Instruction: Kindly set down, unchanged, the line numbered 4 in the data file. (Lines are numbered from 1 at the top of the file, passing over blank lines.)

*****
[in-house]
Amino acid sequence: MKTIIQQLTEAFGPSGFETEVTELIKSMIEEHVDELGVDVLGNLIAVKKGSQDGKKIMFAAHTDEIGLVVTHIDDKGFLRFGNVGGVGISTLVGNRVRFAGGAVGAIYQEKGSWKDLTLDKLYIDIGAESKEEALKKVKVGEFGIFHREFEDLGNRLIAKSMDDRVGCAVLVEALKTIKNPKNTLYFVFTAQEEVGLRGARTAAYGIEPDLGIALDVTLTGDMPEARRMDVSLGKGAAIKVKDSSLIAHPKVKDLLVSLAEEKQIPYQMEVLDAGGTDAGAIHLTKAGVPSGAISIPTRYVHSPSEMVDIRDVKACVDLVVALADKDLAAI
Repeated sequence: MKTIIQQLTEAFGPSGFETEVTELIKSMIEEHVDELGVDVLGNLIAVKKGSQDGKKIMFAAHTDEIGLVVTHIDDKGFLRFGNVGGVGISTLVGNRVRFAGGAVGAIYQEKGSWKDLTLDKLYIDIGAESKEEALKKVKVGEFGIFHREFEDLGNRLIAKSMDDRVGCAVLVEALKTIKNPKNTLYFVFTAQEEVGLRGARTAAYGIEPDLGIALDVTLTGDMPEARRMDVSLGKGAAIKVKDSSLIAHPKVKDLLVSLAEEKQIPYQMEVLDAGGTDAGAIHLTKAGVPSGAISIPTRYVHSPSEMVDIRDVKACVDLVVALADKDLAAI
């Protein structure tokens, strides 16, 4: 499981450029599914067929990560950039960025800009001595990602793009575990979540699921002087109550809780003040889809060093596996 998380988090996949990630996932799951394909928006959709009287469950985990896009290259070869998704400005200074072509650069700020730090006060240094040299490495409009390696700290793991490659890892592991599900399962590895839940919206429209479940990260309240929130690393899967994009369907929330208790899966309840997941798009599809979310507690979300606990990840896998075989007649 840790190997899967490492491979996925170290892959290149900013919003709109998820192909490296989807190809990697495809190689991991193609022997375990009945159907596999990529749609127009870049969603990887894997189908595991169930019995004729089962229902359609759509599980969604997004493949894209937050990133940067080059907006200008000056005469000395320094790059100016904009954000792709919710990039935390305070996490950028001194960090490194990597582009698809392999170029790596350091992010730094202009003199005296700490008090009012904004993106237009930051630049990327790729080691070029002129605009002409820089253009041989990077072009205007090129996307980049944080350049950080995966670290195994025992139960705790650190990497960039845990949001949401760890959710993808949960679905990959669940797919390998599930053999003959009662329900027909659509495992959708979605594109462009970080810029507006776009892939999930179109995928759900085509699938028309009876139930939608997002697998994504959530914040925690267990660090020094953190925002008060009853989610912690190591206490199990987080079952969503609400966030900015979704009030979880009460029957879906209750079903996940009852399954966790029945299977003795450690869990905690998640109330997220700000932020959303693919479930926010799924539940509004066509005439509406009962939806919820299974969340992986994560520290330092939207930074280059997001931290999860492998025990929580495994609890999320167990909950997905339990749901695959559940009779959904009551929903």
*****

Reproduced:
């Protein structure tokens, strides 16, 4: 499981450029599914067929990560950039960025800009001595990602793009575990979540699921002087109550809780003040889809060093596996 998380988090996949990630996932799951394909928006959709009287469950985990896009290259070869998704400005200074072509650069700020730090006060240094040299490495409009390696700290793991490659890892592991599900399962590895839940919206429209479940990260309240929130690393899967994009369907929330208790899966309840997941798009599809979310507690979300606990990840896998075989007649 840790190997899967490492491979996925170290892959290149900013919003709109998820192909490296989807190809990697495809190689991991193609022997375990009945159907596999990529749609127009870049969603990887894997189908595991169930019995004729089962229902359609759509599980969604997004493949894209937050990133940067080059907006200008000056005469000395320094790059100016904009954000792709919710990039935390305070996490950028001194960090490194990597582009698809392999170029790596350091992010730094202009003199005296700490008090009012904004993106237009930051630049990327790729080691070029002129605009002409820089253009041989990077072009205007090129996307980049944080350049950080995966670290195994025992139960705790650190990497960039845990949001949401760890959710993808949960679905990959669940797919390998599930053999003959009662329900027909659509495992959708979605594109462009970080810029507006776009892939999930179109995928759900085509699938028309009876139930939608997002697998994504959530914040925690267990660090020094953190925002008060009853989610912690190591206490199990987080079952969503609400966030900015979704009030979880009460029957879906209750079903996940009852399954966790029945299977003795450690869990905690998640109330997220700000932020959303693919479930926010799924539940509004066509005439509406009962939806919820299974969340992986994560520290330092939207930074280059997001931290999860492998025990929580495994609890999320167990909950997905339990749901695959559940009779959904009551929903």